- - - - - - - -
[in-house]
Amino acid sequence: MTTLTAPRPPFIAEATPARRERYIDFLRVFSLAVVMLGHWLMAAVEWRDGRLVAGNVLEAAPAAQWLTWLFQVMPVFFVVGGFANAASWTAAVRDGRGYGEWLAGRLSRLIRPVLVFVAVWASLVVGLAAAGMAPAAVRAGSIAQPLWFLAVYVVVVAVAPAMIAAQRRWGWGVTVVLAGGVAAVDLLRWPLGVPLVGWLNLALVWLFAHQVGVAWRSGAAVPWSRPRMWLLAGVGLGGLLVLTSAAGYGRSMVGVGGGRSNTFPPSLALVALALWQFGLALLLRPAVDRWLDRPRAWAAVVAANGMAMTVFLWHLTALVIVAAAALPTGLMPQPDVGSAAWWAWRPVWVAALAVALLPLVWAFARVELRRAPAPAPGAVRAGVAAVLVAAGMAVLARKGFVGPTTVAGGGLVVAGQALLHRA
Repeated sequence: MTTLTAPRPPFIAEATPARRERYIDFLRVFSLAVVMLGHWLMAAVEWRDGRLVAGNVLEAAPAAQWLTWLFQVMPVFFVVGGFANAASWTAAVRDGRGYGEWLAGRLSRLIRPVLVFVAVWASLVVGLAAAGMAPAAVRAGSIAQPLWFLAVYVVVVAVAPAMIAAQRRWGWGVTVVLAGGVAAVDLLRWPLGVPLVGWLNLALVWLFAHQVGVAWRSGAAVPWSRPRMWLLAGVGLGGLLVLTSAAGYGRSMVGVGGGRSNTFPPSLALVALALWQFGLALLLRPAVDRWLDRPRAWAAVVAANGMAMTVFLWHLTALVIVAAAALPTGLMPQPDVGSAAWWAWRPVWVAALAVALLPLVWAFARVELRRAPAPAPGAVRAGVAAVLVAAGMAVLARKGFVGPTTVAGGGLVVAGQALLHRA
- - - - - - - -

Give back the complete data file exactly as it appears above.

[in-house]
Amino acid sequence: MTTLTAPRPPFIAEATPARRERYIDFLRVFSLAVVMLGHWLMAAVEWRDGRLVAGNVLEAAPAAQWLTWLFQVMPVFFVVGGFANAASWTAAVRDGRGYGEWLAGRLSRLIRPVLVFVAVWASLVVGLAAAGMAPAAVRAGSIAQPLWFLAVYVVVVAVAPAMIAAQRRWGWGVTVVLAGGVAAVDLLRWPLGVPLVGWLNLALVWLFAHQVGVAWRSGAAVPWSRPRMWLLAGVGLGGLLVLTSAAGYGRSMVGVGGGRSNTFPPSLALVALALWQFGLALLLRPAVDRWLDRPRAWAAVVAANGMAMTVFLWHLTALVIVAAAALPTGLMPQPDVGSAAWWAWRPVWVAALAVALLPLVWAFARVELRRAPAPAPGAVRAGVAAVLVAAGMAVLARKGFVGPTTVAGGGLVVAGQALLHRA
Repeated sequence: MTTLTAPRPPFIAEATPARRERYIDFLRVFSLAVVMLGHWLMAAVEWRDGRLVAGNVLEAAPAAQWLTWLFQVMPVFFVVGGFANAASWTAAVRDGRGYGEWLAGRLSRLIRPVLVFVAVWASLVVGLAAAGMAPAAVRAGSIAQPLWFLAVYVVVVAVAPAMIAAQRRWGWGVTVVLAGGVAAVDLLRWPLGVPLVGWLNLALVWLFAHQVGVAWRSGAAVPWSRPRMWLLAGVGLGGLLVLTSAAGYGRSMVGVGGGRSNTFPPSLALVALALWQFGLALLLRPAVDRWLDRPRAWAAVVAANGMAMTVFLWHLTALVIVAAAALPTGLMPQPDVGSAAWWAWRPVWVAALAVALLPLVWAFARVELRRAPAPAPGAVRAGVAAVLVAAGMAVLARKGFVGPTTVAGGGLVVAGQALLHRA